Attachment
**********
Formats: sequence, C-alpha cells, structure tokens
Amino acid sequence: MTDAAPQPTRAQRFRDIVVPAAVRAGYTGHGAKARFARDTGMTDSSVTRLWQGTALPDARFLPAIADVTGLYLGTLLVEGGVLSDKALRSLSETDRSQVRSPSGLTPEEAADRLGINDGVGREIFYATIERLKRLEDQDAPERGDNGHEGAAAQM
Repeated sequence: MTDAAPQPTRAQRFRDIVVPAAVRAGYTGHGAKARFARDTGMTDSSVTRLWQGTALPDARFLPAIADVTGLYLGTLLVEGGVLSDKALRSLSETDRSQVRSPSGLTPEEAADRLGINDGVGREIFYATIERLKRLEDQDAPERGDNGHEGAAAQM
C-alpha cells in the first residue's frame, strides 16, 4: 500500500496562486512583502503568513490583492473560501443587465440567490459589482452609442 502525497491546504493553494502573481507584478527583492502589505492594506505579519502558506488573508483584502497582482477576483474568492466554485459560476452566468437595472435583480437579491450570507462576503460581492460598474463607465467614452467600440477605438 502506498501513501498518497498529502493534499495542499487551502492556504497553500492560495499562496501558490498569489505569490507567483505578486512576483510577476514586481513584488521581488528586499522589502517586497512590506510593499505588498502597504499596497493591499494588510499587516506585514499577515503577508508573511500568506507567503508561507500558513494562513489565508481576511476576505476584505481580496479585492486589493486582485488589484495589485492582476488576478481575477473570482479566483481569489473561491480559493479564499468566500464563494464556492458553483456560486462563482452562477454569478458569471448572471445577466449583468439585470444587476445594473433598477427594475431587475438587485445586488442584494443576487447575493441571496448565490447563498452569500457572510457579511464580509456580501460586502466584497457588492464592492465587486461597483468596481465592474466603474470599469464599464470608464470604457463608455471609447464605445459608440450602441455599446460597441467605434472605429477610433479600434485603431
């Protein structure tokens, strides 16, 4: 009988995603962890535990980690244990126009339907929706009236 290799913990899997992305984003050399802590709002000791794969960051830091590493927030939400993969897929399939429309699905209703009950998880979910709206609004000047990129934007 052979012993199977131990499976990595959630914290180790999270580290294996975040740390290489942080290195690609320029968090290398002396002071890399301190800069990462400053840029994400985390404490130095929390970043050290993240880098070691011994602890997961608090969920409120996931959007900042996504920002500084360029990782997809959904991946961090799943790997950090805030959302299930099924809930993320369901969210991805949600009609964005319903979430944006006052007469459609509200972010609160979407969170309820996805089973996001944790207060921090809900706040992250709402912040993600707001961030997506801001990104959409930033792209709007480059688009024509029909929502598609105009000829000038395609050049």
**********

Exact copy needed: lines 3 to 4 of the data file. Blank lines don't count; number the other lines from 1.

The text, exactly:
Repeated sequence: MTDAAPQPTRAQRFRDIVVPAAVRAGYTGHGAKARFARDTGMTDSSVTRLWQGTALPDARFLPAIADVTGLYLGTLLVEGGVLSDKALRSLSETDRSQVRSPSGLTPEEAADRLGINDGVGREIFYATIERLKRLEDQDAPERGDNGHEGAAAQM
C-alpha cells in the first residue's frame, strides 16, 4: 500500500496562486512583502503568513490583492473560501443587465440567490459589482452609442 502525497491546504493553494502573481507584478527583492502589505492594506505579519502558506488573508483584502497582482477576483474568492466554485459560476452566468437595472435583480437579491450570507462576503460581492460598474463607465467614452467600440477605438 502506498501513501498518497498529502493534499495542499487551502492556504497553500492560495499562496501558490498569489505569490507567483505578486512576483510577476514586481513584488521581488528586499522589502517586497512590506510593499505588498502597504499596497493591499494588510499587516506585514499577515503577508508573511500568506507567503508561507500558513494562513489565508481576511476576505476584505481580496479585492486589493486582485488589484495589485492582476488576478481575477473570482479566483481569489473561491480559493479564499468566500464563494464556492458553483456560486462563482452562477454569478458569471448572471445577466449583468439585470444587476445594473433598477427594475431587475438587485445586488442584494443576487447575493441571496448565490447563498452569500457572510457579511464580509456580501460586502466584497457588492464592492465587486461597483468596481465592474466603474470599469464599464470608464470604457463608455471609447464605445459608440450602441455599446460597441467605434472605429477610433479600434485603431